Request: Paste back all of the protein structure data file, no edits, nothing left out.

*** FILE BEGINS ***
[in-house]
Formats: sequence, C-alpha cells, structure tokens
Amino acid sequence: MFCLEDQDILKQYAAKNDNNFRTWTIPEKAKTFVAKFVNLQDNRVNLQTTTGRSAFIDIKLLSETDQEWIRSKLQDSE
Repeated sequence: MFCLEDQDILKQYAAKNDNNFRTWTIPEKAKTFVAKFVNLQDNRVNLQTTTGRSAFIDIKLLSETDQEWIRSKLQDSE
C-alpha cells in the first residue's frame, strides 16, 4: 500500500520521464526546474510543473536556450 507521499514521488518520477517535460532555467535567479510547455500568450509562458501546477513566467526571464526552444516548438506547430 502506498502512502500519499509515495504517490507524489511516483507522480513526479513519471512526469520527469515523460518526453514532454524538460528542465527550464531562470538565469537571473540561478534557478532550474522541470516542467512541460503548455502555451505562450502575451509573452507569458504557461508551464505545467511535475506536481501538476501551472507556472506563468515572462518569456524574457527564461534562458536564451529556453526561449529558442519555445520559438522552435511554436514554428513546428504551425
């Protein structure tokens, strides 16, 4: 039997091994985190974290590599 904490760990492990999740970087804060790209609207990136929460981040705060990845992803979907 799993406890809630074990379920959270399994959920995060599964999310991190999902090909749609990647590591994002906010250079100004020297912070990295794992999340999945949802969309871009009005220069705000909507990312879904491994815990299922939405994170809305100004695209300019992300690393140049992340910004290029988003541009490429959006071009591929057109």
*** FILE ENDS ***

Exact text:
[in-house]
Formats: sequence, C-alpha cells, structure tokens
Amino acid sequence: MFCLEDQDILKQYAAKNDNNFRTWTIPEKAKTFVAKFVNLQDNRVNLQTTTGRSAFIDIKLLSETDQEWIRSKLQDSE
Repeated sequence: MFCLEDQDILKQYAAKNDNNFRTWTIPEKAKTFVAKFVNLQDNRVNLQTTTGRSAFIDIKLLSETDQEWIRSKLQDSE
C-alpha cells in the first residue's frame, strides 16, 4: 500500500520521464526546474510543473536556450 507521499514521488518520477517535460532555467535567479510547455500568450509562458501546477513566467526571464526552444516548438506547430 502506498502512502500519499509515495504517490507524489511516483507522480513526479513519471512526469520527469515523460518526453514532454524538460528542465527550464531562470538565469537571473540561478534557478532550474522541470516542467512541460503548455502555451505562450502575451509573452507569458504557461508551464505545467511535475506536481501538476501551472507556472506563468515572462518569456524574457527564461534562458536564451529556453526561449529558442519555445520559438522552435511554436514554428513546428504551425
């Protein structure tokens, strides 16, 4: 039997091994985190974290590599 904490760990492990999740970087804060790209609207990136929460981040705060990845992803979907 799993406890809630074990379920959270399994959920995060599964999310991190999902090909749609990647590591994002906010250079100004020297912070990295794992999340999945949802969309871009009005220069705000909507990312879904491994815990299922939405994170809305100004695209300019992300690393140049992340910004290029988003541009490429959006071009591929057109």